- The starting place – a root directory
- Organizations or companies
- Divisions, departments, and other organizational units
- People, files, and shared resources (printers, computers, and so on)
You can distribute an LDAP directory across several servers. Queries from the clients are distributed across the multiple servers with the help of replication. Each LDAP server receives requests from users and takes responsibility for the requests before passing them to other servers. The servers will have a replicated version of the directory, and the directories will all synchronize their entries at regular intervals.
LDAP Data Components
Several components work together for LDAP to complete its myriad of tasks, especially when it comes to how it queries and displays data to users. The most essential of these components are:
The actual data within an LDAP system are stored as attributes. Each attribute is associated with an attribute type that specifies how clients and the directory server should interact with that attribute. Also, attribute values contain most of the data that users store and access in LDAP systems.
Attributes define the characteristics of a user or item, while an entry describes the user or item by listing all of their attributes under a name. On their own, attributes have limited functions. You have to associate an attribute with an entry before you can fully utilize it.
Data Information Tree (DIT)
Within an LDAP system, the data defined by attributes represent only a fraction of an object’s available information. The remaining information is obtainable from the entry’s placement within the LDAP system and the relationships its placement suggests. For example, if you have an entry for “inventoryItems” and another for “people”, the data entered under each one will provide a better idea of what each entry represents.
Every entry in an LDAP system is set up as branches on Data Information Trees (DITs). Since every entry in an LDAP tree can symbolize almost anything, users mostly use entries for keeping things organized.
Schema is a construct where related ObjectClasses and attribute definitions go under the same category. One DIT can have several unrelated schemas for generating the entries and attributes it needs.
Next steps and further learning
LDAP is an easy-to-implement protocol for consolidating information within your organization. It also serves as a central hub for authentication. You can collect and save user information under one LDAP directory. Whenever an LDAP-enabled application needs any of the stored information, it automatically queries the directory to retrieve it.
Another benefit is that LDAP is open source and compatible with various operating systems, including Windows and Unix-based systems. Below, we’ve included some resources and FAQs — including a blog post on how LDAP authentication works with Sensu Go.
What is an LDAP server?
An LDAP server, also called a Directory System Agent (DSA), runs on Windows OS and Unix/Linux. It stores usernames, passwords, and other core user identities. It uses this data to authenticate users when it receives requests or queries and shares the requests with other DSAs. Several applications and services can connect to a server at once to validate users.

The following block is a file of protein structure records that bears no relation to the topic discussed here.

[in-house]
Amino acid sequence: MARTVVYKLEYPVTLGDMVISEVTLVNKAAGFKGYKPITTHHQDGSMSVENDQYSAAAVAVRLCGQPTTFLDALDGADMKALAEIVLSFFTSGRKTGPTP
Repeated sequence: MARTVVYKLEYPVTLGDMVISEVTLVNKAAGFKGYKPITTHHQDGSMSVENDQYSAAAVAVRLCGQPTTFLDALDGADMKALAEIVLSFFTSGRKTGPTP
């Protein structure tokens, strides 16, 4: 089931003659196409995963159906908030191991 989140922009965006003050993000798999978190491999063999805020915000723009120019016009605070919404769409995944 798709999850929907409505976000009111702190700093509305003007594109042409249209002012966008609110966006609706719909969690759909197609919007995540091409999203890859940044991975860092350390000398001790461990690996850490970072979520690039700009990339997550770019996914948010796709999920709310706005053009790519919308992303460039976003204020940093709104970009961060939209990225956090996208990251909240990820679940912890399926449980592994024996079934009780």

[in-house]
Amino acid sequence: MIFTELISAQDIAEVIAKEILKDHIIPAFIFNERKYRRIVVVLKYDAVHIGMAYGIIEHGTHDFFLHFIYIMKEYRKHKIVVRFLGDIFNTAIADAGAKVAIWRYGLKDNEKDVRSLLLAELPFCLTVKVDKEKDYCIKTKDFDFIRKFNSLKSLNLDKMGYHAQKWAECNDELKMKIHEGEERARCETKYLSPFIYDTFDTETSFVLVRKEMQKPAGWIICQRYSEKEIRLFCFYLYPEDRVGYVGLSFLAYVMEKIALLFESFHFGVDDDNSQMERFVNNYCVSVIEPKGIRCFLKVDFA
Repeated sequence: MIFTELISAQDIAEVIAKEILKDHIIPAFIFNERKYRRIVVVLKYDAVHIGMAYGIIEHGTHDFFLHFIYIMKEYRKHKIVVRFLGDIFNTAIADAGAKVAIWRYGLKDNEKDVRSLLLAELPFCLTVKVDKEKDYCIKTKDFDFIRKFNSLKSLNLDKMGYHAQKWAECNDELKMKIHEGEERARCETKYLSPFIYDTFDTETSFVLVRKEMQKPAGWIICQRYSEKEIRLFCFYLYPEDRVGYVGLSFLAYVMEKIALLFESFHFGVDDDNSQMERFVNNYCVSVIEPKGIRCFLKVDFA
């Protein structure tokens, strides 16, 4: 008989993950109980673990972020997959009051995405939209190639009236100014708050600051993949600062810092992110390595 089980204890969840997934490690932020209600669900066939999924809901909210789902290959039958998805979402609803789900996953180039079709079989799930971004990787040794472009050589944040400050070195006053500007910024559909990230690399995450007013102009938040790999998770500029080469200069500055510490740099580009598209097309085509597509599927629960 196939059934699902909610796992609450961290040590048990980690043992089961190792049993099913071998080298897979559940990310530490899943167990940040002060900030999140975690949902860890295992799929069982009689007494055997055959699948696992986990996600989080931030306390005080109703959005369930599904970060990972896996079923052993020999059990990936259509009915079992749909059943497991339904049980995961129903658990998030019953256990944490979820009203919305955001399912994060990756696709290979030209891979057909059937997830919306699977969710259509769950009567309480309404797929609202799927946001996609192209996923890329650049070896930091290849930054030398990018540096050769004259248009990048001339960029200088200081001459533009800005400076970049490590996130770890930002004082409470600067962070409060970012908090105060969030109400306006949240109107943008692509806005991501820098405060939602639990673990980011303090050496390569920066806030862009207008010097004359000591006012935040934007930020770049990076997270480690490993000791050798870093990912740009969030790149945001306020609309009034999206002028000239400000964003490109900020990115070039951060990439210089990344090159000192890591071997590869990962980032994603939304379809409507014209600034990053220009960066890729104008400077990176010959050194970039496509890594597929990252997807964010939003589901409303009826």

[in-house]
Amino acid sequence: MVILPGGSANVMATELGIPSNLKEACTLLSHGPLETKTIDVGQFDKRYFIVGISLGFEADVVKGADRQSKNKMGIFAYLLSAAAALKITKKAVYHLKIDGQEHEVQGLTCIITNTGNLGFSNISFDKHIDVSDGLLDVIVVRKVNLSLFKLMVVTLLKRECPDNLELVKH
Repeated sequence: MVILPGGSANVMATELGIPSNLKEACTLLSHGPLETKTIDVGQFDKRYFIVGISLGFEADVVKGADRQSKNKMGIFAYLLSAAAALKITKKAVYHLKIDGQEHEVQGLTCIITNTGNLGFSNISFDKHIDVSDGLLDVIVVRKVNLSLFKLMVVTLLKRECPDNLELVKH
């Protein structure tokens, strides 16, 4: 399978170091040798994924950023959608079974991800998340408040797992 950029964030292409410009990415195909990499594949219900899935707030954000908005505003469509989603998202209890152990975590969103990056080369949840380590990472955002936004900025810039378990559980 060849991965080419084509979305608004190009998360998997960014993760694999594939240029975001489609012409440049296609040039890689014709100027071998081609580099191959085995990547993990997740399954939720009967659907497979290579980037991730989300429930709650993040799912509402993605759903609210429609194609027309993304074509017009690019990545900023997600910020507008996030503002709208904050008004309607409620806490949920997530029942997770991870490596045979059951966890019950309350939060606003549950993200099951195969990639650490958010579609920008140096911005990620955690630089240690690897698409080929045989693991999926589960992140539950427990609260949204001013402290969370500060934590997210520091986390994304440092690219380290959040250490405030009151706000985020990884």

How does LDAP work?
LDAP is a cross-platform protocol for authenticating via directory services. It also provides the communication language applications use to connect to other directory service servers. These directory services house usernames, passwords, and computer accounts, and provide that information to users on the network upon request.
Picture LDAP as a huge virtual phone book. Opening the phone book gives you access to a large directory of contact information for various people, including their usernames and passwords. With LDAP, you can easily verify the credentials of users when they try to access your organization’s database.
What is an LDAP Account?
LDAP Account is an online application for managing different types of accounts stored in an LDAP directory. The account gives users an abstract view of a directory, which makes it easy for people who aren’t tech-savvy to manage LDAP data.
What is the difference between LDAP and Active Directory?
Active Directory (AD) is the directory service database used to store data, authentication and policy of an organization while LDAP is the protocol to communicate with the AD.
In summary, AD works with LDAP, and combining the two applications improves access management.
Is LDAP secure?
LDAP authentication provides standard security with an built-in layer of access management. Malicious actors may still eavesdrop during data transmission between Active Directory and clients. Optimize security by adding SSL/TLS encryption to the LDAP authentication process, which makes information transmitted during the authentication process less vulnerable by encrypting communications.
The default LDAP port used for authentication (Port 389) does not have its own security. Create a secure connection by adding security extensions, such as the LDAPv3 TLS extension or StartTLS mode.
How do you query in LDAP?
LDAP queries facilitate searching for computers, users, groups, and other objects within the Active Directory. LDAP extracts information from AD with the help of a simple, string-based query. You can also use utilities, such as ldapsearch, PowerShell, or VBS scripts to execute queries.
SAML vs LDAP
LDAP and SAML are both authentication protocols that help applications access IT resources. SAML sends user information to your identity provider and other online applications, while LDAP facilitates on-prem authentication and other server processes.
Most organizations combine the use of SAML, LDAP, and other authentication protocols to access various types of IT resources and achieve their business objectives.
Kerberos vs LDAP
Kerberos is a single sign-on and authentication protocol for managing credentials securely. It lets a process connect to an authentication server and provides signed and encrypted tickets for accessing files, applications, and other resources.
LDAP, on the other hand, facilitates accessing OpenLDAP, Active Directory, and other directories. It authenticates connections by cross-checking usernames and passwords stored in the LDAP directory. Since Kerberos is more secure than LDAP and LDAP has more functions than Kerberos, most organizations use both protocols.